Austro-Hungarian trade policy and education: Trade schools in Bosnia and Herzegovina (1878-1914) Cover Image

Austrougarska trgovačka politika i obrazovanje: trgovačke škole u Bosni i Hercegovini (1878-1914)
Austro-Hungarian trade policy and education: Trade schools in Bosnia and Herzegovina (1878-1914)

Author(s): Amila Kasumović
Subject(s): History
Published by: Institut za istoriju
Keywords: education; trade policy; trade schools; trade academy; Austrian-Hungarian period; Bosnia and Herzegovina

Summary/Abstract: The Austro-Hungarian administration in Bosnia and Herzegovina strived, and this was evident immediately after the executed occupation, to raise the economic life of the occupied area to a higher level than the one found. In the field of trade legislature, even though it was primarily decided to maintain the already existing Ottoman laws during the first years after the occupation, very soon significant moves were made in order to clearly define trade modalities. Along with the very vivid legislative activity, the Austro-Hungarian administration tended to improve the trade life of the occupied area also in other ways. With this aim, they initiated the opening of trade schools in the country. This trend started in the mid 1880-ies and was completed in the mid 1890-ies. The result of these activities was the establishment of ten trade schools in the country. Before the First World War, a Trade academy was opened in Sarajevo and an opening of the Trade academy in Mostar was planned. However, this practice has shown that the administration which encouraged the opening of trade schools in Bosnia and Herzegovina, compared to the rest of the Monarchy, where this was mainly done by economic circles, did not have, at least in the beginning, a clear vision neither about the direction that these schools should develop nor their status within the educational system and society in general. Therefore, the trade schools were twice reformed. In due time the Provincial government crystallized its standpoint that in the trade schools it should be insisted on teachings based on the two principles: general- education and professional-trade. The mentioned idea was opposed by the Common ministry of finances, but also by the teachers of the trade schools. The Provincial government considered that trade schools could produce traders but also a kind of a clerical staff whereas others insisted that first of all the trade schools had to focus on the profession. The idea of the Provincial government, if it was completely conducted, could have had far-reaching consequences and impact on the Bosnian-Herzegovinian society. It indicates that the Provincial government acted strategically with a clear idea of what the investment in the development of trade schools might result with. In the end, the solution was found in the establishment of trade academies which could and should have offered a good quality education. The beginning of the First World War stopped the activities of the administration in this field. Even though it is considered that the intention of the Provincial government to improve the trade of Bosnia and Herzegovina via trade schools was positive, the results of its activities were almost devastating: the majority of these schools made ends meet, but only centres such as Sarajevo and Mostar had a real need for such institutes.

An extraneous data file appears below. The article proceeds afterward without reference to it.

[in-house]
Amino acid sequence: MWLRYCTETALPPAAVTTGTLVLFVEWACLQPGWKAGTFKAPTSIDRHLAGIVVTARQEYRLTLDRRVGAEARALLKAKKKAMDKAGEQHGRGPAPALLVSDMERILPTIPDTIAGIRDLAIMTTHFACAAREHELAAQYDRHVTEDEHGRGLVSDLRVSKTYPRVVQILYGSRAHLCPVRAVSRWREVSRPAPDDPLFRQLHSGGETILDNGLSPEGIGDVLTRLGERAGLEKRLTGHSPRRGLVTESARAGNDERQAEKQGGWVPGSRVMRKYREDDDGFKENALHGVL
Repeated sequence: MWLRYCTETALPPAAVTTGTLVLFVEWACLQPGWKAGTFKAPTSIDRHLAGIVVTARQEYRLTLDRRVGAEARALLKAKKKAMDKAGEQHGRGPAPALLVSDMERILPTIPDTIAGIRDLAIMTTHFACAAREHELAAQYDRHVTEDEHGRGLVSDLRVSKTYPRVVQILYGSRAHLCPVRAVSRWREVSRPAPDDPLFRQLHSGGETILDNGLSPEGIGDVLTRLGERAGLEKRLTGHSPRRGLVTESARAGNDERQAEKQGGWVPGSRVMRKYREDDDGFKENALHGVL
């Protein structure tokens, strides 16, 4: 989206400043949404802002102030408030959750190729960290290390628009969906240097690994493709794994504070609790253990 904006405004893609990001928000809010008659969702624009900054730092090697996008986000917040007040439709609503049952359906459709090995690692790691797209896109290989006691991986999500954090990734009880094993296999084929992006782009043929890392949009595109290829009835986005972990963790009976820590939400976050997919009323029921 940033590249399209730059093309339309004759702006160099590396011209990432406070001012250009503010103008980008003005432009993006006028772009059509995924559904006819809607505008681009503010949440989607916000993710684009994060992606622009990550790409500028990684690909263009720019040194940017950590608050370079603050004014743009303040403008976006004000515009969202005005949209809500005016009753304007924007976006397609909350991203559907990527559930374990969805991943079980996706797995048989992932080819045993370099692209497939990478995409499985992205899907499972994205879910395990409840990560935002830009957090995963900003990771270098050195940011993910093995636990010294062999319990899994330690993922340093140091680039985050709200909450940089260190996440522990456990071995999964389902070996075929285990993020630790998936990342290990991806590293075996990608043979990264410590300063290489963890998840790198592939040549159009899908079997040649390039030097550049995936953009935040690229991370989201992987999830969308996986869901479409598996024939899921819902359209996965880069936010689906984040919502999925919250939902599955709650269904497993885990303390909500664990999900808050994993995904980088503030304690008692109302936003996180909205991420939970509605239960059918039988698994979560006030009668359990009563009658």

• Issue Year: 2014
  • Issue No: 14
  • Page Range: 119-158
  • Page Count: 40
  • Language: Bosnian